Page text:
Moran and Higgins still had great seasons in the Green and Red while Boyler is almost certainly on his way for an All-Star but will they feel that there’s another season in them. And if so, is the goal still a Celtic cross?
You’d think that it would drive you daft to think like that. If that were the case, you’d be almost afraid to leave. ‘What if I go and they end up doing it next year?’
I admire their bouncebackability and the sheer determination to go back to the well every time. It makes me sad to think that they might go down as one of the best football players never to win an All-Ireland medal. In fact, the next time some publication decides to put together ‘the best fifteen to never win it’, they may just fill it with Mayo names.
Being coined the second greatest team of the last twenty years is great. Sadly, though, nobody remembers the runners-up but us Mayo people will never forget the warriors who gave us so many joyous days out.
This is not me writing an obituary for this team but rather just reflecting on the last seven years.
Thank you to each and every Mayo player past and present for giving us the wonderful days out that they have since day dot.
Sure, the hope kills you but without the hope, I honestly don’t know what my life would be like. What I’d daydream about when I’m on the train home, what I’d plan my summers around, what I’d dream about when I hear ‘The Green and Red of Mayo’.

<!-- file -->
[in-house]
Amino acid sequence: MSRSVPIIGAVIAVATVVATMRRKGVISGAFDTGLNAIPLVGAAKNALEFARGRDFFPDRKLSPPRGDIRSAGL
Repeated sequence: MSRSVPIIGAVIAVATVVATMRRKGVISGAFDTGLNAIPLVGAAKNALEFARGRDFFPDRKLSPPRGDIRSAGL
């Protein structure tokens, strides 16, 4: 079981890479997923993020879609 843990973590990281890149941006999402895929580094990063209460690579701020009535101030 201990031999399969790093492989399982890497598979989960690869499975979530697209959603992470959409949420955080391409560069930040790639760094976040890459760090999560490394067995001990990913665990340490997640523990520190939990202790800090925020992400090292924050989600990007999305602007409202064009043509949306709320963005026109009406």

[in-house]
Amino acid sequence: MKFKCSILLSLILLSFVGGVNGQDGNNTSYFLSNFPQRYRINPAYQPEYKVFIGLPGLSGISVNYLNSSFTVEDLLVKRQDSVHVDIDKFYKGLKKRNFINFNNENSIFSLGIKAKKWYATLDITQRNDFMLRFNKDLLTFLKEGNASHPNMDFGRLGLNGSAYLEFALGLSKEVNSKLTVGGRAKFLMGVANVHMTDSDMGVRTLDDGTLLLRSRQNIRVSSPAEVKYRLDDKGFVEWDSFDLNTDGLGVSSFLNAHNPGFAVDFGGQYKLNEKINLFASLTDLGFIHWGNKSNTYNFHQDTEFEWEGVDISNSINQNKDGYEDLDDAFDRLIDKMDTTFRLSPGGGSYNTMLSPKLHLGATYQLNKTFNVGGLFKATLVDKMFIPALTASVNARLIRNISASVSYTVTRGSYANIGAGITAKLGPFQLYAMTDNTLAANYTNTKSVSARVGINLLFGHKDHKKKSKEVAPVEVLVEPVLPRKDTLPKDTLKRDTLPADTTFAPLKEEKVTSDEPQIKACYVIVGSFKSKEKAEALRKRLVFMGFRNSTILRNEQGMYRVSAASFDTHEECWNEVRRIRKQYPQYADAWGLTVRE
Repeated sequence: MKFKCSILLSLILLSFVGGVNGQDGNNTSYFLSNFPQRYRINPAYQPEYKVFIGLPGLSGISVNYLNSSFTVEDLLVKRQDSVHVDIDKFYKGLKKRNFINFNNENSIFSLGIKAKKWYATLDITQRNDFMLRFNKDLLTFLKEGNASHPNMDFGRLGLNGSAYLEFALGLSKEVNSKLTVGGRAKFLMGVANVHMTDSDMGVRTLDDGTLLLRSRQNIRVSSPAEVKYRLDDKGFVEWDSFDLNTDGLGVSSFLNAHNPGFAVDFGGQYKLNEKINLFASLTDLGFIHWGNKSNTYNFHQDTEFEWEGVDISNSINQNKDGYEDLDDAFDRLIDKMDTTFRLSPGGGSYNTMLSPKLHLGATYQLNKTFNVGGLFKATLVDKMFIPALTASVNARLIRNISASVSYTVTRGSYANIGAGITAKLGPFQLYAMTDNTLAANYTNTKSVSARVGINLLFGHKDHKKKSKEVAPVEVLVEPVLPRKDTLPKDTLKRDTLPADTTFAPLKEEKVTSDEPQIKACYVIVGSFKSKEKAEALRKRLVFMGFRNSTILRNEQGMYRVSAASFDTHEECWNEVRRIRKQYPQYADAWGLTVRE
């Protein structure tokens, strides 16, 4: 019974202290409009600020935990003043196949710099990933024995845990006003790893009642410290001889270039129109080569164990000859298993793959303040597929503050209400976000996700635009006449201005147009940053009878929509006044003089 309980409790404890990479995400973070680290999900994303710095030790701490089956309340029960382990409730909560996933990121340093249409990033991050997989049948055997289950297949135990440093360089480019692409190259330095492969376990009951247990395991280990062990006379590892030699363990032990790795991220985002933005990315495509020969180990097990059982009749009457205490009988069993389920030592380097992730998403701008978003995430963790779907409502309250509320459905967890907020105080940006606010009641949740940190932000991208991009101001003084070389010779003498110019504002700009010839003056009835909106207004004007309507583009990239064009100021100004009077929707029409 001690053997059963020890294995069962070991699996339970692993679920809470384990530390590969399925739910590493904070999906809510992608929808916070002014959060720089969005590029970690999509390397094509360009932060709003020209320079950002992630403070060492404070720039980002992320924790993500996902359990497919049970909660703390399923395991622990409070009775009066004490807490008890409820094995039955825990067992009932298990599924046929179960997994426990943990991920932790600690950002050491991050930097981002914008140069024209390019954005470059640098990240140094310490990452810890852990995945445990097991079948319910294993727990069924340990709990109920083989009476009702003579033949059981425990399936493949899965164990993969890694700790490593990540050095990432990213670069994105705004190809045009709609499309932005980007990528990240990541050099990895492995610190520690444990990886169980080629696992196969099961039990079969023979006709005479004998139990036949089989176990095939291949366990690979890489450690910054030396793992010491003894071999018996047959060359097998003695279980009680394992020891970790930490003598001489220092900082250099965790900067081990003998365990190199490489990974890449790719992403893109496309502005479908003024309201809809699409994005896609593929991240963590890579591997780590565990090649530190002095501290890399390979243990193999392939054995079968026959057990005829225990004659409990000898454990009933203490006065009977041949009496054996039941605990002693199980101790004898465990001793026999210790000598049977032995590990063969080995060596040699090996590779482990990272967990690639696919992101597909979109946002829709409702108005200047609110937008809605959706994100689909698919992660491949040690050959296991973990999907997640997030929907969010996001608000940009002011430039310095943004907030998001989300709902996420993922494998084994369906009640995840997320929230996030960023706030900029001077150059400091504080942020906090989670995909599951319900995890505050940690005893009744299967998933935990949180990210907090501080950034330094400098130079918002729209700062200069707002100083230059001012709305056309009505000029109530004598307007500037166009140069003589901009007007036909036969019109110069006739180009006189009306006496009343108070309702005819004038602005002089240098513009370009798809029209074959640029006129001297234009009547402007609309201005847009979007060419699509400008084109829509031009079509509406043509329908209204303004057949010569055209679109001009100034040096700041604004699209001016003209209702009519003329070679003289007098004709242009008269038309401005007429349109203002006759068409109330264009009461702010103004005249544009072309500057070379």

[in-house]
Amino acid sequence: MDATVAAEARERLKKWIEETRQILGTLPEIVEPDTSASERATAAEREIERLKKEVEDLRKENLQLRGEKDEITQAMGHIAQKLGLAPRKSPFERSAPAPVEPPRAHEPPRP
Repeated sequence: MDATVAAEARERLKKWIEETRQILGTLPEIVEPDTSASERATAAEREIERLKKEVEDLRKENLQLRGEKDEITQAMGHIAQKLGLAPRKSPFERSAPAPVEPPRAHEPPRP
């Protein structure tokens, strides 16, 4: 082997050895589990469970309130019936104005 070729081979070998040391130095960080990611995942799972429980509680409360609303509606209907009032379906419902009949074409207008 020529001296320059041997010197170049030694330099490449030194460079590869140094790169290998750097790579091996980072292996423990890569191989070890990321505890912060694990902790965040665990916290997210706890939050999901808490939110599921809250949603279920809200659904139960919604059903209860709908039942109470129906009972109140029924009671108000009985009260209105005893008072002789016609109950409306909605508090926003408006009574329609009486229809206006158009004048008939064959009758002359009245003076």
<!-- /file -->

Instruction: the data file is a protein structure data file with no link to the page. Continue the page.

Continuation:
I’ve mentioned it many times but my good friend Michael Gallagher once said that following Mayo is a journey. The end result is obvious – to reach the Promised Land – but after that, then what?
We have always been so focused on the journey that it’s hard to know how we’d react if we did do it.
Would you have rather if we’d won it in 2012 and had not been within an ass’s roar of it since or to have not changed anything at all?
I honestly don’t know. It’s better to have known heartbreak than to have never experienced love at all, as they say.
One thing is for sure, the hope is going to kill us.